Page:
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ALWAYS CONSULT YOUR INVESTMENT PROFESSIONAL BEFORE MAKING ANY INVESTMENT DECISION

July 24, 2018 | Lofted

A best-selling Canadian author of 14 books on economic trends, real estate, the financial crisis, personal finance strategies, taxation and politics. Nationally-known speaker and lecturer on macroeconomics, the housing market and investment techniques. He is a licensed Investment Advisor with a fee-based, no-commission Toronto-based practice serving clients across Canada.

“I’m a long time reader of the blog and finally in a financial situation to follow some advice,” says Timothy, which is good, because he needs it.

“I have zero debt after aggressively paying it down over the years.  Bought a condo/loft a few years back right in downtown Toronto, worth $725-750k, remaining mortgage 300k.  Zero investments (personal debt was the priority), TFSA/RRSP contributions untouched.  I have a defined-benefit pension plan and make just over 100k salary.

“The options I am considering:
1.  Sell the condo, invest the 400k and come visit you as I don’t feel comfortable managing that amount of money with my limited knowledge in the market.
2. Stay put in my Condo.  My unit is a 1 bedroom hard loft in King West, and many tell me this area/unit won’t follow the typical market fluctuations the looming rate hikes should create.  Though I am having a hard time believing there is much more room for equity growth for a 1 bed, 1 bath condo worth 750ish K.
3. My GF (also owns a condo with about 300k equity in it, rents it at $800 monthly profit) and I have been looking at houses in the Beaches area.  I’m not sure if I want to buy, it’s more her dream, but again, many people I know keep telling me the Beaches are never going down in value, and get in now, it’s a great investment.  However, while dropping into some open houses, 1.2 million doesn’t go very far in that area and I just can’t wrap my head around spending/incurring that much debt for a house that needs an incredible amount of work before I could be happy living in it.

“Ultimately I’m just trying to make the smartest financial decision for my future, I’m fine with renting vs owning, but concerned about getting out of the market and finding my buying power significantly less down the road if the Beaches/King west area continues the growth.  Also the rental market in the beach area comes at a serious premium, but I’m a firm believer of living where you play and jointly renting with the GF will reduce my monthly bills over our current situation by about 1k. Any advice is much appreciated!”

I wrote Tim and asked how the GF can make $800 renting a one-bedder. “So her unit is worth about 500k,” he replied. “Her mortgage + prop taxes is about $1100 monthly.  Condo fees $400 and Insurance $50.  She has a mortgage balance of approx $175k remaining. She is just moving in a new tenant at $2500 (fully furnished unit).  She has not in the past claimed as a taxable income, but will most likely going forward.  I pay the majority of the bills on my unit, about $2300, while she pays me $1000 per month.”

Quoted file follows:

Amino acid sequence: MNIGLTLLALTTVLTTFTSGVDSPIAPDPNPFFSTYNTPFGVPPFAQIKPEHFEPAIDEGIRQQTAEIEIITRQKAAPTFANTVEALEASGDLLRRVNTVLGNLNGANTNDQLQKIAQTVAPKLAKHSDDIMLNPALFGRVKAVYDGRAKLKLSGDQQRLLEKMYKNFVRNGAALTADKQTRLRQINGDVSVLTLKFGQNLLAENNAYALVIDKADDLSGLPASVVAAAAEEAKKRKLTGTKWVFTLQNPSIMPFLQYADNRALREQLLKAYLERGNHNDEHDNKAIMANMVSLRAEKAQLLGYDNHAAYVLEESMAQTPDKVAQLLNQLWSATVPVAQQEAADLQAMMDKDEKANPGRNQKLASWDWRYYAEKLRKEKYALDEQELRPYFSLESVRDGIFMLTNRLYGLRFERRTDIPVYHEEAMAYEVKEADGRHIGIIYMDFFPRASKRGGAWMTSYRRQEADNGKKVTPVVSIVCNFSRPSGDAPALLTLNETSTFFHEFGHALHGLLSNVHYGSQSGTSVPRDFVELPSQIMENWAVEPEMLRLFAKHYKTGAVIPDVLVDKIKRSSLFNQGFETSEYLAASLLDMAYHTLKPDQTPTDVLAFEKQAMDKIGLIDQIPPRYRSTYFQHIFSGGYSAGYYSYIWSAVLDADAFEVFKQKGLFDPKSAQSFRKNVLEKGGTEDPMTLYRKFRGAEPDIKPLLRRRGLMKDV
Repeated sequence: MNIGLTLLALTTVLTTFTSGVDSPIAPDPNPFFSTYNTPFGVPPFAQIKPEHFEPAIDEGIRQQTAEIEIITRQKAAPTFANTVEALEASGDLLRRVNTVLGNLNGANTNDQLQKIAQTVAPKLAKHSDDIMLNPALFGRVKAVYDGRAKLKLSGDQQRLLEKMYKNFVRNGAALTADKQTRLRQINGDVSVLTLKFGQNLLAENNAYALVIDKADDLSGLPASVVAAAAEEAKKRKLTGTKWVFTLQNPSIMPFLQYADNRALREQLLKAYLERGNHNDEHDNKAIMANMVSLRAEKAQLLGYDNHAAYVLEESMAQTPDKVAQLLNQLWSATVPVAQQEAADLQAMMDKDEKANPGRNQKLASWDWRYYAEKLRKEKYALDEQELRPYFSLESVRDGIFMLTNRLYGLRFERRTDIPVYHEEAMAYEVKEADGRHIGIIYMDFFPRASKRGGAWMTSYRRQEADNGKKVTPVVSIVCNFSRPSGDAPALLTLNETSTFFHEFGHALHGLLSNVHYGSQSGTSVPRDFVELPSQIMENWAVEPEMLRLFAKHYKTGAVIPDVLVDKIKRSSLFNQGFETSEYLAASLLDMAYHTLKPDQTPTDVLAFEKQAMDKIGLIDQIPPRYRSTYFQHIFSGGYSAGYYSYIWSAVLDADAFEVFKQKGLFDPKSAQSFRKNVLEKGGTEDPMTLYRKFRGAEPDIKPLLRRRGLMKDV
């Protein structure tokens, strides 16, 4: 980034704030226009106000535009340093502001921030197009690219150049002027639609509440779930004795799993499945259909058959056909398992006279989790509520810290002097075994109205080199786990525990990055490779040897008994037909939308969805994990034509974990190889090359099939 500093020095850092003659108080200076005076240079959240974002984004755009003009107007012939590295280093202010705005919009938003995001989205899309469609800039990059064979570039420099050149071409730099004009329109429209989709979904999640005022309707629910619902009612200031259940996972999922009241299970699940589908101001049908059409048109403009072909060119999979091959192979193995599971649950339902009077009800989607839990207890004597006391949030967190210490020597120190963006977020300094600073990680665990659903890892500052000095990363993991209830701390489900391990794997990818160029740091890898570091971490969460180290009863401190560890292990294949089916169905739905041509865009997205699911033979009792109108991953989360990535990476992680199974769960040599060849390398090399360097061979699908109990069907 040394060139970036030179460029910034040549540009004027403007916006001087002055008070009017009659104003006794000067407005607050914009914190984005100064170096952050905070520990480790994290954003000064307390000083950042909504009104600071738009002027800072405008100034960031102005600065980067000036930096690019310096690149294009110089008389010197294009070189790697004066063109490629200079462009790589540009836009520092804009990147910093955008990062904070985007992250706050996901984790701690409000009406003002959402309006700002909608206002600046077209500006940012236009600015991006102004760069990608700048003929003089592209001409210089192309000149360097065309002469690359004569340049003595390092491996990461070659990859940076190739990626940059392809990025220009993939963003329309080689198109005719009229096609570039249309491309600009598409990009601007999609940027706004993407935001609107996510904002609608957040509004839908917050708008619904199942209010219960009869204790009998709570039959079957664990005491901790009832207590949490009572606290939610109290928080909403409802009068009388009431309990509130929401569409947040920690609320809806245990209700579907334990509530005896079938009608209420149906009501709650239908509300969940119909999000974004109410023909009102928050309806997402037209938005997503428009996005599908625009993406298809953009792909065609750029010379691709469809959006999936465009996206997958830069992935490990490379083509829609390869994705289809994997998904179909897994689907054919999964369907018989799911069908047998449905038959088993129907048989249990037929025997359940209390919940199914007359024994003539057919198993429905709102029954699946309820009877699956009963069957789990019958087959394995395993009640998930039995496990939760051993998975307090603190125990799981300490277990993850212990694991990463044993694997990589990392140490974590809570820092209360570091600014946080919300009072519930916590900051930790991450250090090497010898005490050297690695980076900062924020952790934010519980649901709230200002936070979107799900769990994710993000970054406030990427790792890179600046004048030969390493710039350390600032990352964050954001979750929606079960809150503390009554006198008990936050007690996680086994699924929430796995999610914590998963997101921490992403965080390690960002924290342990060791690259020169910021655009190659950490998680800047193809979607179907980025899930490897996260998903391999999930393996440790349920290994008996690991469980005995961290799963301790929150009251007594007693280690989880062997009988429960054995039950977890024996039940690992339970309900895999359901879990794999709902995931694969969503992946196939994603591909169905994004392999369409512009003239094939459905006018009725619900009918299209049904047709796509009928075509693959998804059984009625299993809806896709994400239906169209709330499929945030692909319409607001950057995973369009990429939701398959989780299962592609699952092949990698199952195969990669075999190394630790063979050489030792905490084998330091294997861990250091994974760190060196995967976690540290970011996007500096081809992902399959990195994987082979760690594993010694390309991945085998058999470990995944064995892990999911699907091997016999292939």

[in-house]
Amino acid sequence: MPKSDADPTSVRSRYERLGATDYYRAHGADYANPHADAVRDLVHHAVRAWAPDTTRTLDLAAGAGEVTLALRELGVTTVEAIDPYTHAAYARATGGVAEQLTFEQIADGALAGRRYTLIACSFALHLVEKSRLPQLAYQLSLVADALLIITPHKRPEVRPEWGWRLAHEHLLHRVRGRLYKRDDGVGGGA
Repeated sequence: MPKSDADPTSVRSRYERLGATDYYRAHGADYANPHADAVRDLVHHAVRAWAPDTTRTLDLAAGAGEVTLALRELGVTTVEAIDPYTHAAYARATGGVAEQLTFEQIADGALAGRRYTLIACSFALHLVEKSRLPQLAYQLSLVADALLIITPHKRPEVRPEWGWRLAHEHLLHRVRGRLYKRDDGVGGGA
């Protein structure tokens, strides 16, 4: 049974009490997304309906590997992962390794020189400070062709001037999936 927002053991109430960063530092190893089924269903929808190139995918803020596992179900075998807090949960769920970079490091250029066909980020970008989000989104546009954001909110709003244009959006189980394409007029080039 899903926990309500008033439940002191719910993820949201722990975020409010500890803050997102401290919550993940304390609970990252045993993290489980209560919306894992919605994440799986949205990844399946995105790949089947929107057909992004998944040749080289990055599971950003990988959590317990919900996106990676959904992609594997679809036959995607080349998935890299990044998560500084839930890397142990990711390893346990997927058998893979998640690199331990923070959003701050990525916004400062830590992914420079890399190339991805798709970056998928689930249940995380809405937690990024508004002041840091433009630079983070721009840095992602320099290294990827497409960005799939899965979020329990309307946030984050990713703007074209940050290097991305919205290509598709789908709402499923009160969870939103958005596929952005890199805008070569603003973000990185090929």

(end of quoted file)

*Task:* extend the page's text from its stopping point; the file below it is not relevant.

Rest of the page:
What’s wrong with this picture? Lots.

First, Tim has only one asset, no liquid investments, no financial reserves and a house-horny GF. Never a good combo. That might be tolerable, but she’s in the same situation and thinks her unit is a money machine. Such delusion. Added to the overhead of $1,550 per month is the $1,750 which the equity could be generating in a balanced portfolio. So the true ownership cost is $3,300 a month, for a loss of $800. In addition, the rental income must be added to her existing income and taxed at that marginal rate (she’s now a criminal). The loss, then, is even greater.

As for Tim, he’s correct to expect little or no growth on a one-bedroom loft that cost three-quarters of a million. (We have lost our way…) The city is a forest of condo cranes with huge new supply coming down the pipe. Can Tim & babe stay in a small loft forever? Unlikely. But spending $1.2 million on a dodgy house in the hipster east end is hardly an intelligent move – even if she sees the light, sells her unit and combines it with his equity.

That would leave them with a $500,000 mortgage and an unrenovated, largely unlivable house – so another hundred or two in debt would be added. Now the couple would have a bigger borrowing, no liquid assets and a single shared asset. Worse, they’re not married, which adds more risk. If one person walks, it guarantees the real estate must be liquidated, regardless of market conditions.

So, dilemma. They can’t really live long-term in either condo. Capital appreciation on those units is unlikely. Jumping to a semi is a huge leap. And yet, on paper, the two of them own $1.2 million worth of real estate with $700,000 in equity. It’s a classic lesson in why buying condos is an idiot move for most young people, leading to more complication as life inevitably evolves.

So a good option is to sell both and invest. Turn the $700,000 into a million in five or six years and buy the single-family home in the moribund, rate-slowed market that lies ahead. Wait and see if the relationship holds. Decide if you want a family. Get used to having the security, flexibility and promise of holding financial assets. Revel in mortgage freedom. Set up individual accounts and grow funds tax-free as well as a joint non-registered vehicle. Rent a unit from some sucker who doesn’t understand he’s subsidizing you. Stop drinking the DT loft Kool-Aid. And get the misguided waif to read this blog.

That should fix everything.

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July 24th, 2018

Posted In: The Greater Fool

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